Ireland’s €240bn debt: how does it compare with other countries?

Cantillon: ESRI advocates different benchmark for assessing a country’s debt level

Is Ireland a high-debt country? That's one of the questions the Economic and Social Research Institute (ESRI) seeks to answer in its latest quarterly report. You might be tempted to conclude that, with a national debt fast approaching €240 billion, the answer is an overwhelming yes. But it depends on the size of the economy that's carrying it.

The ESRI notes that Ireland’s debt-to-GDP (gross domestic product) ratio, which is typically used in assessments of sovereign debt, stood at a relatively low 59 per cent in 2020, albeit acknowledging “the well-known difficulties with GDP in an Irish context”. When using debt-to-GNI* (modified gross national income, the Central Statistics Office’s bespoke measure), our ratio rises to 105 per cent.

However, the think tank says there are issues with both approaches: one provides perhaps a false benchmark because of the inherent volatility with GDP; the other inhibits comparisons with other countries.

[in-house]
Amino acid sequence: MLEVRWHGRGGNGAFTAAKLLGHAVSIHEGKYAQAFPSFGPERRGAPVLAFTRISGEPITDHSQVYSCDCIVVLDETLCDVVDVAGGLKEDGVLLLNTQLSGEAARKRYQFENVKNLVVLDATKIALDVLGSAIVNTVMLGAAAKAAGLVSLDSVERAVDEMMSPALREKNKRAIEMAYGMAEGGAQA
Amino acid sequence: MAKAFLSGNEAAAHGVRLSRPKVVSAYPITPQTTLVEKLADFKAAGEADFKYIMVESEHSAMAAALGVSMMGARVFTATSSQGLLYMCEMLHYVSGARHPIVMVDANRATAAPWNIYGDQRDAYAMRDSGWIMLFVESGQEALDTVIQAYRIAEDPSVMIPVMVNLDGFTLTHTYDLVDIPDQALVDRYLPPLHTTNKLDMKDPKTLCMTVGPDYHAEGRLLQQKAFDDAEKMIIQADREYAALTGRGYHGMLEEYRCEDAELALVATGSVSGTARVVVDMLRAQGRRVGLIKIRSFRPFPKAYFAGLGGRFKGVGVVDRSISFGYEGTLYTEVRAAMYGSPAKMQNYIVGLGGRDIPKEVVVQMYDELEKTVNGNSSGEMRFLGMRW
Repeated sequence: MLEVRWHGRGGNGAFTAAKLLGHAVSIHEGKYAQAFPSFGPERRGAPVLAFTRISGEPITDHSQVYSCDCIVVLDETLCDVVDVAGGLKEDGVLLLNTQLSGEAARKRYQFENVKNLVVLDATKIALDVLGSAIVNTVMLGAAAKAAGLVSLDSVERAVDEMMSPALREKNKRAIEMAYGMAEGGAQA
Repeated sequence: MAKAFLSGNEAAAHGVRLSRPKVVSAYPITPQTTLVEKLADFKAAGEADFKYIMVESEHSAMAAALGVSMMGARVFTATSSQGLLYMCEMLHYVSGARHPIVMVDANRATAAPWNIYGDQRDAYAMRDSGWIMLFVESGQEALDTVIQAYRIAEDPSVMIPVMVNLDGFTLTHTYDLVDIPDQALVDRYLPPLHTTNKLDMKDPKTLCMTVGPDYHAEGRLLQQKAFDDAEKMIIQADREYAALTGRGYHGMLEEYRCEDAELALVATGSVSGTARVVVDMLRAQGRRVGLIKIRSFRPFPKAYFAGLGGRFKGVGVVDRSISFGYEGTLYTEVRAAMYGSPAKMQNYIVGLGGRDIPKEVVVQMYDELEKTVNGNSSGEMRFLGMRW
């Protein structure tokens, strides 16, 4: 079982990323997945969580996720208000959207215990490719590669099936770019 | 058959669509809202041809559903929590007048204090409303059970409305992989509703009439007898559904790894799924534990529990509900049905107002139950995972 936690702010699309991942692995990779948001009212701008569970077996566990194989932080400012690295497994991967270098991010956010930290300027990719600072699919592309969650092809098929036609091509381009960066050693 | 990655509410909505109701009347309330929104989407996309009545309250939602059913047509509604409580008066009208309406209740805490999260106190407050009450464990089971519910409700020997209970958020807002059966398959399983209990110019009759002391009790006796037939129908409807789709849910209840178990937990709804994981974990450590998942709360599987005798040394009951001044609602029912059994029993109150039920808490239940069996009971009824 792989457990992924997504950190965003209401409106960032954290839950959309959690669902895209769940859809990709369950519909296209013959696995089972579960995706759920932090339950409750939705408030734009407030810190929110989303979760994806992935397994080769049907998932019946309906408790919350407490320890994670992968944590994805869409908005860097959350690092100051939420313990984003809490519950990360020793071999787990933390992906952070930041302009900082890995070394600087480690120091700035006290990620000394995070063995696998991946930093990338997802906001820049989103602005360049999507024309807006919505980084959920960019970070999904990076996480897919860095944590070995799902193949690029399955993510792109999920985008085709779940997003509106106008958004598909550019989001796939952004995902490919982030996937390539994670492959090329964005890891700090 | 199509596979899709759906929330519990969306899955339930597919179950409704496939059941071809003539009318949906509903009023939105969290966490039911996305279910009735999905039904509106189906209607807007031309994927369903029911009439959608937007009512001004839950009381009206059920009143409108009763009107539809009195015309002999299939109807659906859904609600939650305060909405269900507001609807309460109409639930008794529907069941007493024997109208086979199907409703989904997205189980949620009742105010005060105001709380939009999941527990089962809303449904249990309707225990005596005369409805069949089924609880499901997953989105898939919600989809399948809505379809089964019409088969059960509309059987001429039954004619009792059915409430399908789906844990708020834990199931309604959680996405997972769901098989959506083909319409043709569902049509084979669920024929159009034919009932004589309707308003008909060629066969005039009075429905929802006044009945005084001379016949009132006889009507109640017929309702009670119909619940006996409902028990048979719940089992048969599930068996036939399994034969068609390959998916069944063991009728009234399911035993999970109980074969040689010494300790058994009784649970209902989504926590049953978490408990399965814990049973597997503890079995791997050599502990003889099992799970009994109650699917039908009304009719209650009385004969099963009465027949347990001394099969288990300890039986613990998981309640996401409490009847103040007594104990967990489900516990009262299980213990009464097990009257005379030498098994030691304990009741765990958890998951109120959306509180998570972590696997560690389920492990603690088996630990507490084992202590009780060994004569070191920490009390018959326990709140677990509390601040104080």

Fiscal sustainability

Instead, it proposes using an alternative measure of fiscal sustainability – the ratio of gross government debt to taxation revenues.


In 2019, Ireland's debt-to-tax receipts ratio was 2.6. In terms of a euro zone comparison, this wasn't as high as Greece, Italy, Portugal or Spain but was – as the ESRI notes – at the higher end of the distribution, suggesting Ireland is one of the more indebted countries in Europe.

“The key point is – [and] I think this is often lost in some of the commentary around these kinds of indicators – you have to look at the trend,” the institute’s Kieran McQuinn said. “A snapshot at a point in time won’t necessarily tell you a whole lot.

“What’s clear in an Irish context [is that] there’s been a significant improvement in that ratio over the last seven or eight years and that’s due to the very strong improvement in economic conditions,” he said.

The State’s debt-to-tax receipts ratio fell from 3.9 in 2011 to 2.6 in 2019, in other words a 30 per cent reduction. “That suggests the public finances are in a better position” and the debt more sustainable, McQuinn said.